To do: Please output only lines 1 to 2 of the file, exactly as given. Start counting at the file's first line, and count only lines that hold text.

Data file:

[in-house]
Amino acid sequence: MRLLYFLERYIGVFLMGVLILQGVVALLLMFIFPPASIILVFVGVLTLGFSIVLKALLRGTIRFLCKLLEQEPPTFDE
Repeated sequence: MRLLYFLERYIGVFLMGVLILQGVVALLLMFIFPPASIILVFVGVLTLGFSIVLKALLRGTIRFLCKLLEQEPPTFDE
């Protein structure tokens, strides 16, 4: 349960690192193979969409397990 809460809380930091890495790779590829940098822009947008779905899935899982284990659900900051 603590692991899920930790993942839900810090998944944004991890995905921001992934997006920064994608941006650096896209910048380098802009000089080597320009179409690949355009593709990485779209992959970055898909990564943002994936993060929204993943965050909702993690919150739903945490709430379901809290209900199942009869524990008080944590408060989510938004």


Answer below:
[in-house]
Amino acid sequence: MRLLYFLERYIGVFLMGVLILQGVVALLLMFIFPPASIILVFVGVLTLGFSIVLKALLRGTIRFLCKLLEQEPPTFDE